By TOMOYUKI SUZUKI/ Staff Writer
November 29, 2021 at 18:30 JST
JR West starts tests of an automatic ramp at Sakurajima Station in Osaka. The photo was taken on Nov. 29. (Tomoyuki Suzuki)
West Japan Railway Co. debuted a prototype of an automatic ramp for people using wheelchairs that fills the dangerous gap between train platforms and train cars.
JR West showed the testing of the prototype at Sakurajima Station on the Yumesaki Line in Osaka to reporters on Nov. 29.
“We would like to check to see if the ramp works normally even when subjected to rain or dust, and aim to put it into practical use as early as a few years from now,” said Yuichi Shikai, chief examiner of JR West’s innovation headquarters.
The movable slope was developed to allow more passengers in wheelchairs to get on and off trains alone.
Railway station employees have often helped people in wheelchairs board and disembark by bridging the gaps with boards because widths of the gaps are different depending on the train.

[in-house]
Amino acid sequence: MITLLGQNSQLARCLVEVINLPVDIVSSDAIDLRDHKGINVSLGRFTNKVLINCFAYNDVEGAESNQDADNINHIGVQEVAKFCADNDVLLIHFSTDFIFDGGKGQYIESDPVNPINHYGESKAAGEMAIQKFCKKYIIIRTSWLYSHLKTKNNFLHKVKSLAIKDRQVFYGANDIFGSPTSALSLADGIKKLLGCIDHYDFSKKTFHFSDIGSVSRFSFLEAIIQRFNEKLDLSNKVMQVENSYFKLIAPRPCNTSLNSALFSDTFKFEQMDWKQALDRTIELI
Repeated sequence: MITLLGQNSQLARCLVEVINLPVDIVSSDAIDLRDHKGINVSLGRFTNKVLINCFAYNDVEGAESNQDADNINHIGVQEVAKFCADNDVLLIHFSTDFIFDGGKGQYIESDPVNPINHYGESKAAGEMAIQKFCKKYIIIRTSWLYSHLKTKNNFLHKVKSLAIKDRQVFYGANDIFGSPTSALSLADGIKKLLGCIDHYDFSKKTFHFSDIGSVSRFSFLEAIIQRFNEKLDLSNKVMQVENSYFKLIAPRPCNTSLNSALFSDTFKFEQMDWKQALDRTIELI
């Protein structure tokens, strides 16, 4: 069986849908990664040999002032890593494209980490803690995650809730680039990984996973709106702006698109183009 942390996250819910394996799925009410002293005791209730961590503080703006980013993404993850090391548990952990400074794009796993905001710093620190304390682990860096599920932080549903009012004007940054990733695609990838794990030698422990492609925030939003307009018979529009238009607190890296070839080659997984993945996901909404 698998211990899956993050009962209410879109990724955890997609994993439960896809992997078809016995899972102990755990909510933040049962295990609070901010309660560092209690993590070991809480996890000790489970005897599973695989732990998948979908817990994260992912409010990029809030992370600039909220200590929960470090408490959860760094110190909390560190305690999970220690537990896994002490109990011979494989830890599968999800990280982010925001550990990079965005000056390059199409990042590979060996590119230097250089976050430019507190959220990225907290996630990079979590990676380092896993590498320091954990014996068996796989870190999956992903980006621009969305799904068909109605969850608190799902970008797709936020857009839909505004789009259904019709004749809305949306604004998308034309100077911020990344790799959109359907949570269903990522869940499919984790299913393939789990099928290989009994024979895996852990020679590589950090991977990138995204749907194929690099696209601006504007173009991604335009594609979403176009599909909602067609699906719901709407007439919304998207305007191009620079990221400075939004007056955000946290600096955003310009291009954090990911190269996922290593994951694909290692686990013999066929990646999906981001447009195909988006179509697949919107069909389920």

If the test is successful, the slope will be the first of its kind among railway operators in Japan.
The ramp, which when not in use fits flat with the platform, is activated in under five seconds for passenger use by a sensor that is triggered by an arriving train.
After it measures the gaps in height and distance between the platform and train boarding gates, the ramp extends automatically to the side of trains.
The ramps can bridge a gap of up to 10 centimeters in height and up to 30 cm in distance.
During the Sakurajima Station test, the ramp activated to fill an approximate 4-cm high gap and shortened the 9-cm one in distance between the train doors to the platform to 3 or 4 cm.
If trains close their doors, the ramp automatically stores itself back in the platform. It also stops activation temporarily for safety if it detects a person too close to it when it is triggered for use.
Visit this page for the latest news on Japan’s battle with the novel coronavirus pandemic.
Haruki Murakami and other writers read from books before selected audiences at the new Haruki Murakami Library.
The Asahi Shimbun aims “to achieve gender equality and empower all women and girls” through its Gender Equality Declaration.
Let’s explore the Japanese capital from the viewpoint of wheelchair users and people with disabilities with Barry Joshua Grisdale.